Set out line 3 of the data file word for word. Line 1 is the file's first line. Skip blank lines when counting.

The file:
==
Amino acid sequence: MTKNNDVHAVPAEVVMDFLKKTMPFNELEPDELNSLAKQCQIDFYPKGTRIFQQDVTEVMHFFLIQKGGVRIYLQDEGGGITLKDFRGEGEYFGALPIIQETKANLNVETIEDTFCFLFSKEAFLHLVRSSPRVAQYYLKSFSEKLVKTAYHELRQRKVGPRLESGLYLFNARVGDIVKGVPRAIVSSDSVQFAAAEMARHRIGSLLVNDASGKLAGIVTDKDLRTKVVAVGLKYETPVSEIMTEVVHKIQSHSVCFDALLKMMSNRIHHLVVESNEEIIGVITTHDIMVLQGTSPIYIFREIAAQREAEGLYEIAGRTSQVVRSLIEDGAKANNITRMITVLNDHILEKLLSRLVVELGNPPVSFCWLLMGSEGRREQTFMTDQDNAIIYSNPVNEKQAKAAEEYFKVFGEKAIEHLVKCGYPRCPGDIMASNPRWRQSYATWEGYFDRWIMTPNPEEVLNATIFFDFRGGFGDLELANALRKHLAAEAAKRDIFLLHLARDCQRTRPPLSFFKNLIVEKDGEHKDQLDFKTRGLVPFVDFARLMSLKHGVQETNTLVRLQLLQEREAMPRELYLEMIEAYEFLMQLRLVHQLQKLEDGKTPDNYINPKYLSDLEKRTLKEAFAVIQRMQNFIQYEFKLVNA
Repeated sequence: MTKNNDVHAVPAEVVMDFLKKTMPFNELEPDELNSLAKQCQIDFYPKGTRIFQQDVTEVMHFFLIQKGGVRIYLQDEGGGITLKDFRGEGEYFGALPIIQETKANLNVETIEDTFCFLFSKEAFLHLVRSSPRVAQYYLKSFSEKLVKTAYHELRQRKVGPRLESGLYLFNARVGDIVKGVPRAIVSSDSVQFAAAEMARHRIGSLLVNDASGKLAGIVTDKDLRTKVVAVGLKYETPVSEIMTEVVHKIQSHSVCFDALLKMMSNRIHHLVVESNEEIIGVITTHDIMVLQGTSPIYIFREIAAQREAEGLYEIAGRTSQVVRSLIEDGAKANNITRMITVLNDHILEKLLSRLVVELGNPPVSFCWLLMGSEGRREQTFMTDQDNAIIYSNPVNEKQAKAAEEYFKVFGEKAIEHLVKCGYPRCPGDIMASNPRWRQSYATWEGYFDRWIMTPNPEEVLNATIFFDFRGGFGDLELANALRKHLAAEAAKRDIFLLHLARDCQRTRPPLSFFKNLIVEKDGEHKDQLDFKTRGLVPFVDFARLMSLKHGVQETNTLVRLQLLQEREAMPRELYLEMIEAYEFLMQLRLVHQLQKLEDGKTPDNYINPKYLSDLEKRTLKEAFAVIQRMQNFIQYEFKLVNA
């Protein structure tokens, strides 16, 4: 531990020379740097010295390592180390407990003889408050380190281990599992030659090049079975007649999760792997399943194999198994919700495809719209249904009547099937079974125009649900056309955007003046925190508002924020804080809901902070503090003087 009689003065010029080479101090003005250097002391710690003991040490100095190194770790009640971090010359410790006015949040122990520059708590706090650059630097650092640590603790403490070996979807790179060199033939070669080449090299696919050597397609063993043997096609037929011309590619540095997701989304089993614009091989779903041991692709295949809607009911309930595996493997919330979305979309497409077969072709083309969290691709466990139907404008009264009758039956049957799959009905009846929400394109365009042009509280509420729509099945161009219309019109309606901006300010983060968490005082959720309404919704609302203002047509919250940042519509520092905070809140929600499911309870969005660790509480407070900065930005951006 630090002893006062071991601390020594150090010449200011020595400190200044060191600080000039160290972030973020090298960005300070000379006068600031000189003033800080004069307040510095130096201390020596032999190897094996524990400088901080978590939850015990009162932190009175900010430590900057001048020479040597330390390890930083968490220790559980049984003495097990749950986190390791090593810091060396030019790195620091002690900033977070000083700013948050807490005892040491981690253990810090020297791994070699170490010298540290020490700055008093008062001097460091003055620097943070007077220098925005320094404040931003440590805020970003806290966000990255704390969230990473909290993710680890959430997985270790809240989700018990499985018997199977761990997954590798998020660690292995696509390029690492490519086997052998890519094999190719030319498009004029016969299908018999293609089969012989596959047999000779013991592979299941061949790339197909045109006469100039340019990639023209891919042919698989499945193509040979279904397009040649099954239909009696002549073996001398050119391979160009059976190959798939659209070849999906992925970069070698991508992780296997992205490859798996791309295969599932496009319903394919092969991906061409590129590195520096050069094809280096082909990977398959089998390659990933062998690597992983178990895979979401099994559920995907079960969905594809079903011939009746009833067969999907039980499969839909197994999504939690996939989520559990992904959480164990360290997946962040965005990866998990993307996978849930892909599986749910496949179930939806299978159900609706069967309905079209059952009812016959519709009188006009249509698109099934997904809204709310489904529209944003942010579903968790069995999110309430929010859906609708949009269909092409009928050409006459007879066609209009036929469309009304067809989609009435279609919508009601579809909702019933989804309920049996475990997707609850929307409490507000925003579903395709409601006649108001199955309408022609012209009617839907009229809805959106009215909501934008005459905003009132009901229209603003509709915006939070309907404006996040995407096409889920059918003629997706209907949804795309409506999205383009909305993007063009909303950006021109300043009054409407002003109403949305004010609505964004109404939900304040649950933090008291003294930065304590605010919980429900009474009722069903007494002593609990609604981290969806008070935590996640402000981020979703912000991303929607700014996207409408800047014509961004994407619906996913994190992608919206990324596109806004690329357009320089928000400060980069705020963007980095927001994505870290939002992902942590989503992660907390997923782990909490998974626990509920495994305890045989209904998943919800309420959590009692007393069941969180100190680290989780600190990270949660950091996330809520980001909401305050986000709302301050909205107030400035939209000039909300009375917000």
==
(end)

């Protein structure tokens, strides 16, 4: 531990020379740097010295390592180390407990003889408050380190281990599992030659090049079975007649999760792997399943194999198994919700495809719209249904009547099937079974125009649900056309955007003046925190508002924020804080809901902070503090003087 009689003065010029080479101090003005250097002391710690003991040490100095190194770790009640971090010359410790006015949040122990520059708590706090650059630097650092640590603790403490070996979807790179060199033939070669080449090299696919050597397609063993043997096609037929011309590619540095997701989304089993614009091989779903041991692709295949809607009911309930595996493997919330979305979309497409077969072709083309969290691709466990139907404008009264009758039956049957799959009905009846929400394109365009042009509280509420729509099945161009219309019109309606901006300010983060968490005082959720309404919704609302203002047509919250940042519509520092905070809140929600499911309870969005660790509480407070900065930005951006 630090002893006062071991601390020594150090010449200011020595400190200044060191600080000039160290972030973020090298960005300070000379006068600031000189003033800080004069307040510095130096201390020596032999190897094996524990400088901080978590939850015990009162932190009175900010430590900057001048020479040597330390390890930083968490220790559980049984003495097990749950986190390791090593810091060396030019790195620091002690900033977070000083700013948050807490005892040491981690253990810090020297791994070699170490010298540290020490700055008093008062001097460091003055620097943070007077220098925005320094404040931003440590805020970003806290966000990255704390969230990473909290993710680890959430997985270790809240989700018990499985018997199977761990997954590798998020660690292995696509390029690492490519086997052998890519094999190719030319498009004029016969299908018999293609089969012989596959047999000779013991592979299941061949790339197909045109006469100039340019990639023209891919042919698989499945193509040979279904397009040649099954239909009696002549073996001398050119391979160009059976190959798939659209070849999906992925970069070698991508992780296997992205490859798996791309295969599932496009319903394919092969991906061409590129590195520096050069094809280096082909990977398959089998390659990933062998690597992983178990895979979401099994559920995907079960969905594809079903011939009746009833067969999907039980499969839909197994999504939690996939989520559990992904959480164990360290997946962040965005990866998990993307996978849930892909599986749910496949179930939806299978159900609706069967309905079209059952009812016959519709009188006009249509698109099934997904809204709310489904529209944003942010579903968790069995999110309430929010859906609708949009269909092409009928050409006459007879066609209009036929469309009304067809989609009435279609919508009601579809909702019933989804309920049996475990997707609850929307409490507000925003579903395709409601006649108001199955309408022609012209009617839907009229809805959106009215909501934008005459905003009132009901229209603003509709915006939070309907404006996040995407096409889920059918003629997706209907949804795309409506999205383009909305993007063009909303950006021109300043009054409407002003109403949305004010609505964004109404939900304040649950933090008291003294930065304590605010919980429900009474009722069903007494002593609990609604981290969806008070935590996640402000981020979703912000991303929607700014996207409408800047014509961004994407619906996913994190992608919206990324596109806004690329357009320089928000400060980069705020963007980095927001994505870290939002992902942590989503992660907390997923782990909490998974626990509920495994305890045989209904998943919800309420959590009692007393069941969180100190680290989780600190990270949660950091996330809520980001909401305050986000709302301050909205107030400035939209000039909300009375917000």